Monday, September 14, 2009

U.S. Ranks 2nd Worst in Infant Mortality Rate Among Industrial Nations

This wouldn't have anything to do with our failed health care system?:

All moms should take notice -- because the World Health Organization ranks the United States 29th in the world in infant mortality. And among industrialized nations, the U.S. has the second worst infant mortality rate. Babies born here in the great U.S.A. are three times more likely to die in their first month than children born in Japan, according to a recent report by Save the Children. The newborn mortality rate is 2.5 times higher in the United States than in Finland, Iceland, or Norway, states the report. Only Latvia, with six deaths per 1,000 live births, has a higher death rate for newborns than the United States -- and is near the bottom of industrialized nations with Hungary, Malta, Poland, and Slovakia, with five deaths per 1,000 births. You get the idea.

U.S. Special Forces Kill al-Qaeda Leader in Somalia

This should continue to be our strategy: kill Qaeda wherever we find them. That should be our focus as it relates to Afghanistan, Pakistan, and even Iraq.

The deadly drama of piracy, terrorism and humanitarian catastrophe that is Somalia took another twist Monday when a squad of U.S. Special Operations helicopter gunships, launched off a Navy vessel in the Indian Ocean, attacked and killed an alleged al-Qaeda leader inside Somalia, U.S. officials told TIME. The dead man was believed to be Saleh Ali Saleh Nabhan, a 28-year-old Kenyan wanted for attacks on a seaside hotel and an Israeli airliner in 2002 in Kenya. It was at least the sixth attack by U.S. forces inside Somalia in less than three years and the latest in a series of U.S. assassinations of al-Qaeda operatives in that country. According to news reports, Nabhan was killed when up to four U.S. helicopters fired on a convoy carrying suspected Al-Qaeda targets in a village in southern Somalia on Monday. The reports said the helicopters attacked a vehicle, killing some people inside, then circled back and landed to pick up the bodies and any survivors for identification. (See pictures of the pirates of Somalia.)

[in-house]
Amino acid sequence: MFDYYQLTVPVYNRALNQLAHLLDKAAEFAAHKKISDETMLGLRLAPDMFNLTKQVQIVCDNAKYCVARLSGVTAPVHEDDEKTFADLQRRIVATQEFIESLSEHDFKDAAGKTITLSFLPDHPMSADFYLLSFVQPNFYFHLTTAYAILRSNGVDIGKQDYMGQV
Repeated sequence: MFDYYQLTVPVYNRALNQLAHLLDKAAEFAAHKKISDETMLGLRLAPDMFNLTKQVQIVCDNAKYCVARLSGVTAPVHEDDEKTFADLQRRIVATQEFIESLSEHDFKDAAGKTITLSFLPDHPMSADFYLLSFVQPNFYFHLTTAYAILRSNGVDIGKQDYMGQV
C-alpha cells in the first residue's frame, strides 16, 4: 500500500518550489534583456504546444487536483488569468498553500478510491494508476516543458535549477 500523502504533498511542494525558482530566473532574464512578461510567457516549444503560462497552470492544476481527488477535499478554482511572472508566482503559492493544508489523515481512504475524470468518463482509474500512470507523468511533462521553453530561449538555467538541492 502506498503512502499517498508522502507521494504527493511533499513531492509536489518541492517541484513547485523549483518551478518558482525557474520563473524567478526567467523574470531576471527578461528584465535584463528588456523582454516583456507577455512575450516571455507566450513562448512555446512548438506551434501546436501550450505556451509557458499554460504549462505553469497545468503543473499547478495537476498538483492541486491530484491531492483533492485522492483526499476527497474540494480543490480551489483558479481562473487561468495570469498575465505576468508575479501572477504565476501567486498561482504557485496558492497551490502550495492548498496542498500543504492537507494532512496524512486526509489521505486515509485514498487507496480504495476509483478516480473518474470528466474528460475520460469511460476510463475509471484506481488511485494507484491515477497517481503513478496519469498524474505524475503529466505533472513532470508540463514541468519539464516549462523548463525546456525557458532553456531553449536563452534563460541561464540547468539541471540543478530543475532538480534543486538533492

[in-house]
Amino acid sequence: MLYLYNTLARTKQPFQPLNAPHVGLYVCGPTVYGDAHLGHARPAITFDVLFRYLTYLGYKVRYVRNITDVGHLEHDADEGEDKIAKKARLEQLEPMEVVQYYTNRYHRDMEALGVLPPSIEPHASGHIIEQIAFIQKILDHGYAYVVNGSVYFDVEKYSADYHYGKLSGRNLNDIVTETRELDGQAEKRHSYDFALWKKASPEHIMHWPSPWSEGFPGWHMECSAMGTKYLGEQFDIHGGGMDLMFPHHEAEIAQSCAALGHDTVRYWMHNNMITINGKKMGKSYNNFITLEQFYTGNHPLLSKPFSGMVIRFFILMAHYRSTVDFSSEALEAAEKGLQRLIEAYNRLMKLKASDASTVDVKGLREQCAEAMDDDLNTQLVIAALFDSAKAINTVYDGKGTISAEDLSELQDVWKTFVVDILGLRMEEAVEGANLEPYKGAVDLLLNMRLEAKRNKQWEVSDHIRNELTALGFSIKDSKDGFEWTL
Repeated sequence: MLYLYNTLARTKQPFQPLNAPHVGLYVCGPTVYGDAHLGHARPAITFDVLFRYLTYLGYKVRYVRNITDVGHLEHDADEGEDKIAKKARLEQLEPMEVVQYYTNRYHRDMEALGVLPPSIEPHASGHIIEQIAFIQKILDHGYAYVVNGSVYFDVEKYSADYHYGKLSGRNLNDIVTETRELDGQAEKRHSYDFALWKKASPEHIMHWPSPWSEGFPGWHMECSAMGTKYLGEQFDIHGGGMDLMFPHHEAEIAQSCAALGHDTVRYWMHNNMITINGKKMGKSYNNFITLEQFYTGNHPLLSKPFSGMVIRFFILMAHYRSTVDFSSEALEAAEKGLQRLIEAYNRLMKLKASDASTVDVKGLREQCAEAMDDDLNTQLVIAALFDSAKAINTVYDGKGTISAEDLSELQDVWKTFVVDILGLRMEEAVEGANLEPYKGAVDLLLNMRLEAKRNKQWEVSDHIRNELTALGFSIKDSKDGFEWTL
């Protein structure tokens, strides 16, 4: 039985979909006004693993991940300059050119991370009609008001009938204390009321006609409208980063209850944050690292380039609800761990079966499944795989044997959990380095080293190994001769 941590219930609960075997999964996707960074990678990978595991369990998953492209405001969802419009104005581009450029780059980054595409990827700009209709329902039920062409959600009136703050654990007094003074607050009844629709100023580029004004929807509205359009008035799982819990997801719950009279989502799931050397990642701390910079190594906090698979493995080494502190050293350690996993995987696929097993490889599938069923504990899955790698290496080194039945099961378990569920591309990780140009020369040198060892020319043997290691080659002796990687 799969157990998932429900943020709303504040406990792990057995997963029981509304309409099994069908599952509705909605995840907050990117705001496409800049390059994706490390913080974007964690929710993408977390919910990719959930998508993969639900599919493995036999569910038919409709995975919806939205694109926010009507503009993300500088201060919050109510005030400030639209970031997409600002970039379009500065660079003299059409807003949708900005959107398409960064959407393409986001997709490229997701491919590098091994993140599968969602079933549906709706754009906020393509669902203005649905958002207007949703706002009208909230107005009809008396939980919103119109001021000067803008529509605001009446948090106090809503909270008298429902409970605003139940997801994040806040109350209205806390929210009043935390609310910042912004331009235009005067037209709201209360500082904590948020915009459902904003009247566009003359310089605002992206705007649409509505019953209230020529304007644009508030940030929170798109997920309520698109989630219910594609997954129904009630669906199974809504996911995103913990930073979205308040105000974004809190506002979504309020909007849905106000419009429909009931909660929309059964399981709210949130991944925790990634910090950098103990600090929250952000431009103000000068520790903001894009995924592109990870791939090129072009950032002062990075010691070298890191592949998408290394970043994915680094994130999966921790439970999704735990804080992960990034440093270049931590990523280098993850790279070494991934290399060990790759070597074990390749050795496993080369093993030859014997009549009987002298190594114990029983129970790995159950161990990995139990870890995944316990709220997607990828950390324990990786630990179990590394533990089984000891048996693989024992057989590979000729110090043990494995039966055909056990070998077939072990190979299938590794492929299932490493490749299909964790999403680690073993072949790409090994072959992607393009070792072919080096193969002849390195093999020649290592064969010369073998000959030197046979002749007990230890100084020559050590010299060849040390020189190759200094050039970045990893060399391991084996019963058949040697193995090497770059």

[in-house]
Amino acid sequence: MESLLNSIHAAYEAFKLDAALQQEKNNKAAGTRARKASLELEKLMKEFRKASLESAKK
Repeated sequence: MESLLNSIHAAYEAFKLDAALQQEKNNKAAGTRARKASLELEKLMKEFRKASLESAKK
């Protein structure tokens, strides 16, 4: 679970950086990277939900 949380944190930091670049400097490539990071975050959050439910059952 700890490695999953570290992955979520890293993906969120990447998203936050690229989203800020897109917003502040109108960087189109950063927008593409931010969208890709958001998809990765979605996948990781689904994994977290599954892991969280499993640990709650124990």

As much as it seemed to be a successful strike against terrorism, the attack was also a testament to Somalia's longevity as a refuge for Islamist militants. Conditions haven't changed in years. Somalia last had a government worthy of the name nearly two decades ago, in 1991. For most of the 1990s, like Afghanistan at the time, the country was torn apart by rival warlords. Like Afghanistan too, out of that chaos arose an army of radical Islamist warriors determined to bring strict religious law and order to the country, but also open to funding from and cooperation with al-Qaeda. The first shots in what later became known as the war on terror were fired by these Somalia-based militants when they blew up the U.S. embassies in Nairobi and Dar es Salaam in Tanzania on Aug. 7, 1998, killing 213 and 11 people respectively. But Afghanistan, and later Pakistan, became the focus of the militant Islamic threat after al-Qaeda leader Osama bin Laden moved himself and his main base of operations there in 1996, after he was expelled from Sudan, eventually to perpetrate the attacks of 9/11.